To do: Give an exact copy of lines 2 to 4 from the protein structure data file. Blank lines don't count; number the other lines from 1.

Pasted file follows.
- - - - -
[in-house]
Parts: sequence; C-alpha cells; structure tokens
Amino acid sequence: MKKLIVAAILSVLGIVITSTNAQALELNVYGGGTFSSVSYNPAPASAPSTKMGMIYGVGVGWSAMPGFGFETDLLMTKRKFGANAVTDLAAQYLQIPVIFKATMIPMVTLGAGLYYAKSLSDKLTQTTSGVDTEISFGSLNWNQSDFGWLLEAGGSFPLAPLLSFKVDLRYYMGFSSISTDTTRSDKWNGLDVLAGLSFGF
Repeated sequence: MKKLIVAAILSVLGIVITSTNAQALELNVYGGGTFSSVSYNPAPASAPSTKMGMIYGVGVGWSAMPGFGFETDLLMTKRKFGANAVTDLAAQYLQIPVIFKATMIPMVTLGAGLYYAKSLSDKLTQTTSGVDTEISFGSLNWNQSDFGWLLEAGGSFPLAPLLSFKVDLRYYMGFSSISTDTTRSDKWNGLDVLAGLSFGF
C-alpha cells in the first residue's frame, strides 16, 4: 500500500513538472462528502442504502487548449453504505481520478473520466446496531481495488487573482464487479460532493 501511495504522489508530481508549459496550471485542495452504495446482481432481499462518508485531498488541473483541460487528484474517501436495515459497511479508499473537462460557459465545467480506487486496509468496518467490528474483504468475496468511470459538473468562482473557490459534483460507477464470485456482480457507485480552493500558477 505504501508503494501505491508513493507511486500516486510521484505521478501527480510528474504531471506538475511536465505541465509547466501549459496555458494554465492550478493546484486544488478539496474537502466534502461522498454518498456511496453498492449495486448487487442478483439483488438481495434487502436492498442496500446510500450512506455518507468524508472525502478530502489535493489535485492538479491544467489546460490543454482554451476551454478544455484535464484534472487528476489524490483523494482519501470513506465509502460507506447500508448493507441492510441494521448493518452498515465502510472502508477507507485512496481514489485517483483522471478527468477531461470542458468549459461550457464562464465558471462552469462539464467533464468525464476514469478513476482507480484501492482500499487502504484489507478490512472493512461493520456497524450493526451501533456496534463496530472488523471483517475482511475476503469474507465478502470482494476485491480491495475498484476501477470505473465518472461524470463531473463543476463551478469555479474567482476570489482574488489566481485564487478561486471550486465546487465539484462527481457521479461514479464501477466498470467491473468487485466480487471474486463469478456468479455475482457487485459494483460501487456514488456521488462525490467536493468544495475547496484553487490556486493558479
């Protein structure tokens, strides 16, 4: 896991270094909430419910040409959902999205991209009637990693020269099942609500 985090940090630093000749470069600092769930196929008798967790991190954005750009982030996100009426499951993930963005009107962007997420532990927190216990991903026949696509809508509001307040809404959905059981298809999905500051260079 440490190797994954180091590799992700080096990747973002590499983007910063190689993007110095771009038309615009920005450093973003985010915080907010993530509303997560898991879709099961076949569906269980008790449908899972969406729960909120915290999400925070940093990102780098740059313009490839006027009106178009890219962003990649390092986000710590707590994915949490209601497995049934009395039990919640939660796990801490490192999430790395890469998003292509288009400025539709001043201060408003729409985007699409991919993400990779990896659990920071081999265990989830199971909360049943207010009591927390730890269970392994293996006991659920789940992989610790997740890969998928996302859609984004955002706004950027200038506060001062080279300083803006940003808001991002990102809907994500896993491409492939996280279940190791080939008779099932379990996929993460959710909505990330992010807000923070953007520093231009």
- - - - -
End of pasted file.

Parts: sequence; C-alpha cells; structure tokens
Amino acid sequence: MKKLIVAAILSVLGIVITSTNAQALELNVYGGGTFSSVSYNPAPASAPSTKMGMIYGVGVGWSAMPGFGFETDLLMTKRKFGANAVTDLAAQYLQIPVIFKATMIPMVTLGAGLYYAKSLSDKLTQTTSGVDTEISFGSLNWNQSDFGWLLEAGGSFPLAPLLSFKVDLRYYMGFSSISTDTTRSDKWNGLDVLAGLSFGF
Repeated sequence: MKKLIVAAILSVLGIVITSTNAQALELNVYGGGTFSSVSYNPAPASAPSTKMGMIYGVGVGWSAMPGFGFETDLLMTKRKFGANAVTDLAAQYLQIPVIFKATMIPMVTLGAGLYYAKSLSDKLTQTTSGVDTEISFGSLNWNQSDFGWLLEAGGSFPLAPLLSFKVDLRYYMGFSSISTDTTRSDKWNGLDVLAGLSFGF